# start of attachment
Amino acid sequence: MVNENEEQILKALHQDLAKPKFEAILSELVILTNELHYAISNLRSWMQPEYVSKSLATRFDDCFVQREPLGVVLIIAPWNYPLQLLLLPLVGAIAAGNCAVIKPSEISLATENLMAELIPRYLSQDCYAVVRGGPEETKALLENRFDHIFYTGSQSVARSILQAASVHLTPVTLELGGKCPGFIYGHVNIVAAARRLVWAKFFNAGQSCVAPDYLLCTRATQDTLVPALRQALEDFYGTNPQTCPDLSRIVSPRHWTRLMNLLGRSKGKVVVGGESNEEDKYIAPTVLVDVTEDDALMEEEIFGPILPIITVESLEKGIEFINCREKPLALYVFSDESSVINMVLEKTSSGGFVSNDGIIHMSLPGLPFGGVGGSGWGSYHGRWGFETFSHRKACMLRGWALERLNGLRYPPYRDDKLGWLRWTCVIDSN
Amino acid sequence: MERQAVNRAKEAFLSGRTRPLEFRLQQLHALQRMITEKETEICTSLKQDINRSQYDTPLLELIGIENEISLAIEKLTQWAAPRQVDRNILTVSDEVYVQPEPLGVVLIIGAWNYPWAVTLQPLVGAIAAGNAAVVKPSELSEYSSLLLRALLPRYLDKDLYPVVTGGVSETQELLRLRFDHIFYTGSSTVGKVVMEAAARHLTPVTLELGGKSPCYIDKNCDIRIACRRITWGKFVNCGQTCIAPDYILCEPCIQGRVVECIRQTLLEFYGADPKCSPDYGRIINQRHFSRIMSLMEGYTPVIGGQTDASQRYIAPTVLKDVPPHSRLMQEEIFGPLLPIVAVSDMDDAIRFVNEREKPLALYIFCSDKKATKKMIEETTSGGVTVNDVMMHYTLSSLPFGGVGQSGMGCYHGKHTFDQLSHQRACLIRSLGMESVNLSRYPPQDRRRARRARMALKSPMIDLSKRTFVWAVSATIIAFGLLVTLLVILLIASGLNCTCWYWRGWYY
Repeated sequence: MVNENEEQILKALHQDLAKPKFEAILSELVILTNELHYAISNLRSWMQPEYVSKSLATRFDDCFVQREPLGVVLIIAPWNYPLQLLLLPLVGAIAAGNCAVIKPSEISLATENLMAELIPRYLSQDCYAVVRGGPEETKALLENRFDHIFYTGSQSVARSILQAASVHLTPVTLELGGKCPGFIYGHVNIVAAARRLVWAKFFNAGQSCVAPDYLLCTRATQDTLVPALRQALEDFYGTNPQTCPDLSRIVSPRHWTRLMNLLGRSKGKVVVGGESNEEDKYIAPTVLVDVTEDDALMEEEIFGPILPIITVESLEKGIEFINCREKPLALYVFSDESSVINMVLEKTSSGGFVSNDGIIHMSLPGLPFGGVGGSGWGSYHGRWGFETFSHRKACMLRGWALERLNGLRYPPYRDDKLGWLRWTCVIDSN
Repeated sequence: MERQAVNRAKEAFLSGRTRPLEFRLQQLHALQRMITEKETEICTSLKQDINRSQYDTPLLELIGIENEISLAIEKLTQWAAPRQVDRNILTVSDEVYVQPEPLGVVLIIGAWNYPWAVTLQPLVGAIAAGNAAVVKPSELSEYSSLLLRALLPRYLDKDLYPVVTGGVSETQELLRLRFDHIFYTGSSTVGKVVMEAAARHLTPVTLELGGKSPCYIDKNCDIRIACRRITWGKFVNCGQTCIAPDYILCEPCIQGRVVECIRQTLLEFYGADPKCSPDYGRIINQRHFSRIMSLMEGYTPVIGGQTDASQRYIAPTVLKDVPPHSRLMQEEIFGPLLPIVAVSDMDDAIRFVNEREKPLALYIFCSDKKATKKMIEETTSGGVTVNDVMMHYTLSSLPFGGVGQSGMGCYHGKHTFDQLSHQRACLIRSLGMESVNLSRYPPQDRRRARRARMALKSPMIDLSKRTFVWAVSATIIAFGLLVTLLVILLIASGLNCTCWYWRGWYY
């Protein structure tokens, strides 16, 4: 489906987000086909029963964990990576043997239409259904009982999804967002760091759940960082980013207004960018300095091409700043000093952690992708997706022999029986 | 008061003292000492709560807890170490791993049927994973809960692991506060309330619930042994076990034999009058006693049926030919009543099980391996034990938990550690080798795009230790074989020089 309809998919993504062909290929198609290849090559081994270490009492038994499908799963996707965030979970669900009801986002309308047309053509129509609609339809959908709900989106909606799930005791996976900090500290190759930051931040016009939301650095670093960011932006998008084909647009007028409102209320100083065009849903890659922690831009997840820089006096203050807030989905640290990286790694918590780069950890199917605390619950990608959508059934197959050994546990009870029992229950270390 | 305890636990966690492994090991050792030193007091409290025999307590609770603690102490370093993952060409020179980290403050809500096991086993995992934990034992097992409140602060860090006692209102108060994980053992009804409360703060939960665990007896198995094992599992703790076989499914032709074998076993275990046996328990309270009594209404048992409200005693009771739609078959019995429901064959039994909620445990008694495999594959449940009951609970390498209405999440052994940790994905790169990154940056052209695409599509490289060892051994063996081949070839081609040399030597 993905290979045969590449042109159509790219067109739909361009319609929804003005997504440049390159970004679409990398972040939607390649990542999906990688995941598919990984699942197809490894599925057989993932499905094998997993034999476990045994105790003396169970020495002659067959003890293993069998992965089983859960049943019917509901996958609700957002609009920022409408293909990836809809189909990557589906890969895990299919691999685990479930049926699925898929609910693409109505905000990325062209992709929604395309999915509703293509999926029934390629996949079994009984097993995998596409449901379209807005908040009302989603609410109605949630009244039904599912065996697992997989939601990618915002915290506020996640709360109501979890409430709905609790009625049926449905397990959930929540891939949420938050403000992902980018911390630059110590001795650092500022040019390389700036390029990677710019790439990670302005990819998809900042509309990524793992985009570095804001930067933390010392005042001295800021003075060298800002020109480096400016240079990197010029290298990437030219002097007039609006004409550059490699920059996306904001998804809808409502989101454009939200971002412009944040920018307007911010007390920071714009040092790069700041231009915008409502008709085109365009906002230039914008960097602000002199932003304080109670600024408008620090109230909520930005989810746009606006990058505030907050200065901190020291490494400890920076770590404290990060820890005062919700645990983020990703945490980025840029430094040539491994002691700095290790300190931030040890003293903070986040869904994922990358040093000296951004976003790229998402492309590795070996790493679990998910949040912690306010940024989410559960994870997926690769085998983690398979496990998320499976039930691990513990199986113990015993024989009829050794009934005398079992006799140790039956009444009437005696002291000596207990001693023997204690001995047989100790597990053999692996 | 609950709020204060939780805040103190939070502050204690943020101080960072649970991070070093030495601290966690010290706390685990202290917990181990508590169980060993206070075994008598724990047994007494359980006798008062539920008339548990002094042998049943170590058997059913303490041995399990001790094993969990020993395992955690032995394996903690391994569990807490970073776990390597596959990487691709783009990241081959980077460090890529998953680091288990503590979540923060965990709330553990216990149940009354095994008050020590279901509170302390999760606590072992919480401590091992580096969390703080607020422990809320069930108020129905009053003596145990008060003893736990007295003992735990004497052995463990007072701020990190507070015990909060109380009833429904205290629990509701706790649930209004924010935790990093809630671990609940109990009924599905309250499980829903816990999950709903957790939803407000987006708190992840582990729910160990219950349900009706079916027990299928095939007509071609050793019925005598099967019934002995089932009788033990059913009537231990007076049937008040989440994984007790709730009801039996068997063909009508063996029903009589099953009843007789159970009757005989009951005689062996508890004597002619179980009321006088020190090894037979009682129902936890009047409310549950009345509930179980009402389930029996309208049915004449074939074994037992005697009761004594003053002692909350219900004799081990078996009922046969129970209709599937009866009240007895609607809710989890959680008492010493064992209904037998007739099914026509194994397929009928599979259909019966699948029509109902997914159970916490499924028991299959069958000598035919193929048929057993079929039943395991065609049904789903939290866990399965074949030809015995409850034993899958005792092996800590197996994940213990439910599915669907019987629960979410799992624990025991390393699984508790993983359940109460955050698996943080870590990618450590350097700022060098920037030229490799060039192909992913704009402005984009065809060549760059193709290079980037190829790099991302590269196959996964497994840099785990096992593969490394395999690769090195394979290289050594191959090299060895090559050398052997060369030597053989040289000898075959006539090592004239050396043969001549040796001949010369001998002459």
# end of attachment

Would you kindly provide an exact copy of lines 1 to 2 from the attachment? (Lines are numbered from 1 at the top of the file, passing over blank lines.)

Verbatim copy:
Amino acid sequence: MVNENEEQILKALHQDLAKPKFEAILSELVILTNELHYAISNLRSWMQPEYVSKSLATRFDDCFVQREPLGVVLIIAPWNYPLQLLLLPLVGAIAAGNCAVIKPSEISLATENLMAELIPRYLSQDCYAVVRGGPEETKALLENRFDHIFYTGSQSVARSILQAASVHLTPVTLELGGKCPGFIYGHVNIVAAARRLVWAKFFNAGQSCVAPDYLLCTRATQDTLVPALRQALEDFYGTNPQTCPDLSRIVSPRHWTRLMNLLGRSKGKVVVGGESNEEDKYIAPTVLVDVTEDDALMEEEIFGPILPIITVESLEKGIEFINCREKPLALYVFSDESSVINMVLEKTSSGGFVSNDGIIHMSLPGLPFGGVGGSGWGSYHGRWGFETFSHRKACMLRGWALERLNGLRYPPYRDDKLGWLRWTCVIDSN
Amino acid sequence: MERQAVNRAKEAFLSGRTRPLEFRLQQLHALQRMITEKETEICTSLKQDINRSQYDTPLLELIGIENEISLAIEKLTQWAAPRQVDRNILTVSDEVYVQPEPLGVVLIIGAWNYPWAVTLQPLVGAIAAGNAAVVKPSELSEYSSLLLRALLPRYLDKDLYPVVTGGVSETQELLRLRFDHIFYTGSSTVGKVVMEAAARHLTPVTLELGGKSPCYIDKNCDIRIACRRITWGKFVNCGQTCIAPDYILCEPCIQGRVVECIRQTLLEFYGADPKCSPDYGRIINQRHFSRIMSLMEGYTPVIGGQTDASQRYIAPTVLKDVPPHSRLMQEEIFGPLLPIVAVSDMDDAIRFVNEREKPLALYIFCSDKKATKKMIEETTSGGVTVNDVMMHYTLSSLPFGGVGQSGMGCYHGKHTFDQLSHQRACLIRSLGMESVNLSRYPPQDRRRARRARMALKSPMIDLSKRTFVWAVSATIIAFGLLVTLLVILLIASGLNCTCWYWRGWYY